Unlike the gantry, which requires overhead clearance to accommodate the vertically-moving gantry Z-axis mechanism, the 2-axis delta is well-suited for placement under mezzanines or in facilities with height limitations. In addition, PLC based kinematics motion control and minimal use of mechanical parts reduces maintenance requirements and costs for improved up time and availability.
Ideal for pick-and-place top-loading applications, offering high-speed, precision placement of up to 40 cycles/min. for a wide range of product types and case styles. Cartons, rigid, and flexible products can be loaded in horizontal or vertical pack patterns into regular or half slotted containers (RSCs or HSCs), bliss boxes, cartons or trays, making the Delta Robot an excellent solution for retail-ready packaging requirements.
Saturns’s comprehensive set of fully customizable case and carton loading capabilities includes articulated arm robots, two and three-axis delta robots, Cartesian robots and drop pack technology to provide the most suitable solution for any top-loaded application.
Both the 2-axis delta and gantry top loaders are servo-controlled, using a parallel link (Delta) and Cartesian robot respectively. With dual-axis pick and place functions, end-of-arm tooling moves forward and backward, up and down (X and Z axis) - picking and placing products, rotating them as needed and placing them into cases. Ideal for retail-ready packaging, both solutions are flexible in accommodating a wide range of product types and case styles – whether it’s loading cartons, rigid, or flexible products into regular or half slotted containers (RSCs or HSCs), bliss boxes, or trays. A wide range of pack patterns, including horizontal or vertical product orientations, can also be supported. So which option is better? Comparable in terms of function and cost, the 2-axis delta is smaller, potentially faster and easier to maintain. However, for applications with extremely heavy products or large case sizes (requiring greater horizontal and vertical motion), the gantry may be the better-suited option. Understanding the benefits and limitations of each technology and consulting with equipment manufacturers will help determine the option best-suited to a particular application.
Machine footprint vs. work envelope
Arguably the most differentiating characteristic of the 2-axis delta is its compact footprint, which allows for more flexible introduction into existing automated system layouts. Unlike the gantry, which requires overhead clearance to accommodate the vertically-moving gantry Z axis mechanism, the 2-axis delta is well-suited for placement under mezzanines or in facilities with height limitations. Larger by comparison, the gantry’s size may be an attribute in its own right - enabling a larger work envelope. A wider range of horizontal and vertical movement allows the gantry top loader to accommodate wider and deeper case sizes compared to the 2-axis delta. Payload vs. pick rate Both the 2-axis delta and gantry have a high payload capacity compared to other top load technologies. The 2-axis delta is capable of lifting most packable products, with a maximum payload of 40kg. The gantry’s payload capacity is even more impressive at upwards of 100kg, although the need to pack products of such extreme size and weight is relatively uncommon.The 2-axis delta does provide a faster pick rate of up to 40 cycles per minute – twice that of the gantry. Depending on factors like product type, size and pack pattern, this can translate to a faster pack speed, fitting for high output applications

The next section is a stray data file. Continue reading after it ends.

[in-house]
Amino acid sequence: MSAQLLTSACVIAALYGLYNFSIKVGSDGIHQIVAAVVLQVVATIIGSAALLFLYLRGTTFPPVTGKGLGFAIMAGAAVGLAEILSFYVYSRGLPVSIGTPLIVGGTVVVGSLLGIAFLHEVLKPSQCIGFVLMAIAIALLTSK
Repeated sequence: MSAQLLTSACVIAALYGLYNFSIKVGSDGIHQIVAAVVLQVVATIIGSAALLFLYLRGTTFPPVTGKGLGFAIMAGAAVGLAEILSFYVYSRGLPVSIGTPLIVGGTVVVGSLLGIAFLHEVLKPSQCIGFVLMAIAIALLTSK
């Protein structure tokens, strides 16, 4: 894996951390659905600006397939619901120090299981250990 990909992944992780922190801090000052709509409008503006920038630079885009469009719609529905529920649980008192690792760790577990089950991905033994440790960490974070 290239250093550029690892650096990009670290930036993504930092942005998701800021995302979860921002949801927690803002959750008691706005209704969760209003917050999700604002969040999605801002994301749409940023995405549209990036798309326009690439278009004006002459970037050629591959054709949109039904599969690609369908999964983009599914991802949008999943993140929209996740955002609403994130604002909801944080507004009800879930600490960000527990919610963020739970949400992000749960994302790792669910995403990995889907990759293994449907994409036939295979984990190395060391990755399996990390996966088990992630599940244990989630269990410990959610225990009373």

In addition to 2-axis delta and gantry top load solutions, Saturn offers other top load case packers including 3-axis deltas, articulated arm robots and drop loaders.Taking factors like product size, shape and weight, pack patterns, desired output, machine footprint and cost into consideration, Saturn’s Applications Engineering team can help determine the best solution to fulfill your packing needs now and in the future.
With so many loading technologies available, determining which one is best-suited to meet specific needs can be a challenge. Often times, the selection process means prioritizing system requirements over nice-to-have machine features. And since no single machine is a one-size-fits-all solution, understanding and communicating system goals with equipment manufacturing experts is key. In this paper, we examine two options that although similar in general capabilities, are ideal for very different applications.